Generic Name: ciprofloxacin (Ophthalmic route)

sip-roe-FLOX-a-sin

Commonly used brand name(s)

In the U.S.

  • Ciloxan

Available Dosage Forms:

  • Solution
  • Ointment

Therapeutic Class: Antibiotic

Chemical Class: Fluoroquinolone

Uses For Ciloxan

Ophthalmic ciprofloxacin is used in the eye to treat bacterial infections of the eye (ophthalmic ointment and solution) and corneal ulcers of the eye (ophthalmic solution). Ophthalmic ciprofloxacin works by killing bacteria.

Slideshow: 2014 Update: First Time Brand-to-Generic Switches

Ciprofloxacin ophthalmic preparation is available only with your doctor's prescription.

Before Using Ciloxan

In deciding to use a medicine, the risks of taking the medicine must be weighed against the good it will do. This is a decision you and your doctor will make. For this medicine, the following should be considered:

Allergies

Tell your doctor if you have ever had any unusual or allergic reaction to this medicine or any other medicines. Also tell your health care professional if you have any other types of allergies, such as to foods, dyes, preservatives, or animals. For non-prescription products, read the label or package ingredients carefully.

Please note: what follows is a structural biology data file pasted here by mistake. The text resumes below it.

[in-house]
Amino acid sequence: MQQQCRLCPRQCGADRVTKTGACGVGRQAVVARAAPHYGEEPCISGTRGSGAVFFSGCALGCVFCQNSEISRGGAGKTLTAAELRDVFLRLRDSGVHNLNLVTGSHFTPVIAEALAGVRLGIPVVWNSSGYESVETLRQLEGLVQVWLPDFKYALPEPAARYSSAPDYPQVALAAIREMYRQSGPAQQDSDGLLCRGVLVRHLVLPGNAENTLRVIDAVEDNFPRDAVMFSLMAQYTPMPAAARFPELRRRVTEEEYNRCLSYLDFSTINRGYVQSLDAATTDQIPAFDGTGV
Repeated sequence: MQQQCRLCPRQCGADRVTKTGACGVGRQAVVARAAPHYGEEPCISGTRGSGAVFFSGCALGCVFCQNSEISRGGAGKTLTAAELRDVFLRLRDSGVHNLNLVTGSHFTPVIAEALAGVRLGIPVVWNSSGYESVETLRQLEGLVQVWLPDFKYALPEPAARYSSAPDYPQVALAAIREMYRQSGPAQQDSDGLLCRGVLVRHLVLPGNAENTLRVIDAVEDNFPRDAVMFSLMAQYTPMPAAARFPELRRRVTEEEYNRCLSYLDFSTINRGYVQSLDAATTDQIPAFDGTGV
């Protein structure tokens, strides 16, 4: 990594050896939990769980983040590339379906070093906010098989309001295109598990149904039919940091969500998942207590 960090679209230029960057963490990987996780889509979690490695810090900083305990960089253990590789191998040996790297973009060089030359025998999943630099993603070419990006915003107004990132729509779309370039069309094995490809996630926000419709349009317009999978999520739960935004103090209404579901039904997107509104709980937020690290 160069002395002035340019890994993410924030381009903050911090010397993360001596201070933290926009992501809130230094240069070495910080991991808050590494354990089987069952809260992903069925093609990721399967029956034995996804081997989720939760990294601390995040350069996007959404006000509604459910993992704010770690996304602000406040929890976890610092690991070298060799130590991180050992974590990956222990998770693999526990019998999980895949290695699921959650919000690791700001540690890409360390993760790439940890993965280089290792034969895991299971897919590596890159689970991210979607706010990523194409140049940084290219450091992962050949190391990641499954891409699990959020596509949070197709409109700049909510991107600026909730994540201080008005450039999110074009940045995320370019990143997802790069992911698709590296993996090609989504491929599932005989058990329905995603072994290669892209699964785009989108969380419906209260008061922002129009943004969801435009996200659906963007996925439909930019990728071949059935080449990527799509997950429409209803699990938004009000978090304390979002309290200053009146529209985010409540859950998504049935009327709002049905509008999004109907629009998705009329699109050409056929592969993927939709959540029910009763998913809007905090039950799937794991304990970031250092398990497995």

Pediatric

Use is not recommended in infants and children up to 2 years of age (ophthalmic ointment) and 1 year of age (ophthalmic solution). In children older than 1 or 2 years of age, this medicine is not expected to cause different side effects or problems than it does in adults.

Geriatric

Many medicines have not been studied specifically in older people. Therefore, it may not be known whether they work exactly the same way they do in younger adults or if they cause different side effects or problems in older people. There is no specific information comparing use of ophthalmic ciprofloxacin in the elderly with use in other age groups.

Pregnancy

Pregnancy Category Explanation
All Trimesters C Animal studies have shown an adverse effect and there are no adequate studies in pregnant women OR no animal studies have been conducted and there are no adequate studies in pregnant women.

Breast Feeding